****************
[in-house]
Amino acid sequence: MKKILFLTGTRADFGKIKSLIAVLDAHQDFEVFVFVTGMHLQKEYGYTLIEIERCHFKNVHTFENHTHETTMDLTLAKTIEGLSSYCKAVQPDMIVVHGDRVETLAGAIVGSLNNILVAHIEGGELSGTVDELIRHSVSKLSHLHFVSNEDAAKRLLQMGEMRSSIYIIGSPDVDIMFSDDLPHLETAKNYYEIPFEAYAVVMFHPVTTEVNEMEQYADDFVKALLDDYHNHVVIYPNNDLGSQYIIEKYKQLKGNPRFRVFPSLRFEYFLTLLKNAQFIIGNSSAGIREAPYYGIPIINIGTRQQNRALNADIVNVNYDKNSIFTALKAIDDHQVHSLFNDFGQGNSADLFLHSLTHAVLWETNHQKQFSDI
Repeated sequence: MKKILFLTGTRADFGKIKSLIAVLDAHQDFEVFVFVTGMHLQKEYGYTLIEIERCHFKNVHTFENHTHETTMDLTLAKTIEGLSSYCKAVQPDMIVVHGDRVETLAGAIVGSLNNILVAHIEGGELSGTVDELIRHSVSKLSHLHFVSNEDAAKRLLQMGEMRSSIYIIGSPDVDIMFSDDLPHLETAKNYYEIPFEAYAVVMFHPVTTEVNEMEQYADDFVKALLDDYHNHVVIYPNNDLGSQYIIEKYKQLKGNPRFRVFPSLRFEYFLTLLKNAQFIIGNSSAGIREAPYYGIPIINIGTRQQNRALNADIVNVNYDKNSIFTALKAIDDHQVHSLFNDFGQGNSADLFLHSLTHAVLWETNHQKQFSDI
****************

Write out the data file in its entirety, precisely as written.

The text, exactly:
[in-house]
Amino acid sequence: MKKILFLTGTRADFGKIKSLIAVLDAHQDFEVFVFVTGMHLQKEYGYTLIEIERCHFKNVHTFENHTHETTMDLTLAKTIEGLSSYCKAVQPDMIVVHGDRVETLAGAIVGSLNNILVAHIEGGELSGTVDELIRHSVSKLSHLHFVSNEDAAKRLLQMGEMRSSIYIIGSPDVDIMFSDDLPHLETAKNYYEIPFEAYAVVMFHPVTTEVNEMEQYADDFVKALLDDYHNHVVIYPNNDLGSQYIIEKYKQLKGNPRFRVFPSLRFEYFLTLLKNAQFIIGNSSAGIREAPYYGIPIINIGTRQQNRALNADIVNVNYDKNSIFTALKAIDDHQVHSLFNDFGQGNSADLFLHSLTHAVLWETNHQKQFSDI
Repeated sequence: MKKILFLTGTRADFGKIKSLIAVLDAHQDFEVFVFVTGMHLQKEYGYTLIEIERCHFKNVHTFENHTHETTMDLTLAKTIEGLSSYCKAVQPDMIVVHGDRVETLAGAIVGSLNNILVAHIEGGELSGTVDELIRHSVSKLSHLHFVSNEDAAKRLLQMGEMRSSIYIIGSPDVDIMFSDDLPHLETAKNYYEIPFEAYAVVMFHPVTTEVNEMEQYADDFVKALLDDYHNHVVIYPNNDLGSQYIIEKYKQLKGNPRFRVFPSLRFEYFLTLLKNAQFIIGNSSAGIREAPYYGIPIINIGTRQQNRALNADIVNVNYDKNSIFTALKAIDDHQVHSLFNDFGQGNSADLFLHSLTHAVLWETNHQKQFSDI